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  • Drug Assays

    No Easy Road to Getting Rid of PAINS

    Here’s a warning about trying to write compounds off too quickly as PAINs (pan-assay interference compounds). The authors, from UNC-Chapel Hill, have gone through the PubChem database using software structural alerts for such motifs. Despite the original PAINs list being derived from AlphaScreen interfering compounds, they found that most of… Read More
  • Academia (vs. Industry)

    From Industry Into Teaching?

    An email from a former colleague brought up a topic that I don’t think has been addressed here before directly: what experiences do readers have as industrial scientists who have then moved into teaching positions? I know that this is a fairly frequent move. For the readership here, I’d guess that many of the examples… Read More
  • Business and Markets

    Thoughts on Corruption

    I’ve had many questions about what I think of the PhARMA meeting with the new administration, but I haven’t written about it yet. That’s largely because it’s been difficult to figure out what it actually accomplished – statements about it have been all over the place, and I get the impression that different people took… Read More
  • Chemical Biology

    More Spring-Loaded Reagents

    I wrote just about this time last year about a new “strain-release” bond forming reaction system from the Baran group at Scripps. Now they’ve got a good-sized paper in JACS with more reactions in that line, but be warned. If you hit “Print” on the Supporting Information file, you’d better have spare paper, becaus… Read More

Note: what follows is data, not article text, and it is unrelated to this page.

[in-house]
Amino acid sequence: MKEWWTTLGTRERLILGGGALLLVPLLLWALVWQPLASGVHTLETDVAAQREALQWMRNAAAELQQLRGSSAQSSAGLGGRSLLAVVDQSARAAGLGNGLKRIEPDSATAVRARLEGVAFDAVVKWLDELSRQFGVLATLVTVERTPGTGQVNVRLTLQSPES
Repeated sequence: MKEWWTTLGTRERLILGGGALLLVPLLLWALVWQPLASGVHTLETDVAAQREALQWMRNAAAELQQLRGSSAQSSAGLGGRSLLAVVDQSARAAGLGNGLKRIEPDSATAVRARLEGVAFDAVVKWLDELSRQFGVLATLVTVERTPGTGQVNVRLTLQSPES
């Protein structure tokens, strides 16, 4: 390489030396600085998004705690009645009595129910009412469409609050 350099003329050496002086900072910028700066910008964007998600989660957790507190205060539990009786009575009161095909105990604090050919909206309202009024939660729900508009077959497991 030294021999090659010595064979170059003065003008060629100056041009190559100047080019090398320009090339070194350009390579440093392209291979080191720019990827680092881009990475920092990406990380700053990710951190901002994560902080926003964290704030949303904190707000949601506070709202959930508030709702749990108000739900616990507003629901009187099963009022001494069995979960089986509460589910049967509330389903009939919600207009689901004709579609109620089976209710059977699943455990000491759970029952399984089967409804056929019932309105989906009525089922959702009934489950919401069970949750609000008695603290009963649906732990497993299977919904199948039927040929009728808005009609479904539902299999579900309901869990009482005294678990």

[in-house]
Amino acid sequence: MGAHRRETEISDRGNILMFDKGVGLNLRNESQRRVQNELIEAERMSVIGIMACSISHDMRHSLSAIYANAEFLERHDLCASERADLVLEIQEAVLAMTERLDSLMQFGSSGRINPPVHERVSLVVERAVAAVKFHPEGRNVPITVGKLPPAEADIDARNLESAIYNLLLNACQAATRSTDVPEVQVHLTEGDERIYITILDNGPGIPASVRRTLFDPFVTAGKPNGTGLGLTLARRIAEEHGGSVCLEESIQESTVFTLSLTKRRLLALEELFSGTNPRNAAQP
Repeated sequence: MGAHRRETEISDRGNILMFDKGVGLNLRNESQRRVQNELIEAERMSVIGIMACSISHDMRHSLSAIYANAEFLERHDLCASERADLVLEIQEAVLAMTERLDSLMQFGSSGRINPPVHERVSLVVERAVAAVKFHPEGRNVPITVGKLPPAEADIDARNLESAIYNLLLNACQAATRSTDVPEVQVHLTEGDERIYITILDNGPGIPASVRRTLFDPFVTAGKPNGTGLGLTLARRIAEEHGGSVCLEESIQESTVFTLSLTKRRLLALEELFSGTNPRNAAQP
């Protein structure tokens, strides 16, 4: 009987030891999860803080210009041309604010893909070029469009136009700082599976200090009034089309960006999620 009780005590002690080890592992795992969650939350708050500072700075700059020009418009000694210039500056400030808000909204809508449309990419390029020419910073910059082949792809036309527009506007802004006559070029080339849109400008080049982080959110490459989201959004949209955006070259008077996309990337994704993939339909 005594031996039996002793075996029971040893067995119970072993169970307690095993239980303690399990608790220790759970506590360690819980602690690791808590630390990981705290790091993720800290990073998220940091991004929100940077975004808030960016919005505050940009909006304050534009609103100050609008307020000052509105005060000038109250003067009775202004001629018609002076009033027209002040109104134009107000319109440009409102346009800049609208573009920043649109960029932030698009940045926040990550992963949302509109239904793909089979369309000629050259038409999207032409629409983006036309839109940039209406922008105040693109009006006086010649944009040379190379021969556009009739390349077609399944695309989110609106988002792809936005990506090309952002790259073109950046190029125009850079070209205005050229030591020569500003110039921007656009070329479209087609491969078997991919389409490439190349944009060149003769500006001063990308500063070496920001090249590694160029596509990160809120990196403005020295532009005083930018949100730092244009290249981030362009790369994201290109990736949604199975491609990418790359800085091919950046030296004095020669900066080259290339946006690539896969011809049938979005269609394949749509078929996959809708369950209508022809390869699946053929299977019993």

• In Silico

    The Flightosome

    I got this diagram from Arjun Raj‘s Twitter feed, and I think I enjoy it a bit more every time I see it. Some of that is because it’s a big part of what I was trying to get across in this column, but I think that the sketch does a more thorough job of… Read More
  • Chemical News

    Allotropes, Allotropes Everywhere

    I’ve always liked allotropes, and I think that a lot of chemists do. The idea of the same pure element forming completely different materials (graphite and diamond, white phosphorus and red) is a vivid illustration of what chemical bonding and structure are all about. The subject is in the news as word has come of the… Read More
  • The Dark Side

    The Predatory Publishers List Goes Dark

    I’ve been meaning to write about the sudden demise of Beall’s List of Predatory Publishers. I’ve referred to it several times over the years in posts about the lower (much lower) end of the scientific publishing world, and used it many times as a resource. To recap, while there are many reputable open-access publishers in… Read More
  • How Not to Do It

    How Not to Do It: Dosing Volunteers

    Well, here I post about the ethical problems of using normal volunteers in Phase I studies, and this story comes along. It’s not exactly an investigational drug trial – two students (in “Sports Science”) at Northumbria University in England were being given caffeine to measure its effects on exercise. But there was a bit of… Read More
  • Clinical Trials

    Are Phase I Trials Ethical?

    It’s been a year since the clinical trial disaster in France that led to several participants being hospitalized with brain damage. Back in November, the New England Journal of Medicine had an article about the affair, summarizing what was known: The healthy volunteers described in this article participated in a phase 1 study of BIA… Read More
  • Alzheimer's Disease

    Eli Lilly Is a Biologics Company

    The news from Eli Lilly is not good – they’re laying off 485 people, according to filings with the state, and it appears to be completely a result of their latest Alzheimer’s clinical failures. The positions are largely in the company’s sales and marketing area. According to that article from FiercePharma, the company had be… Read More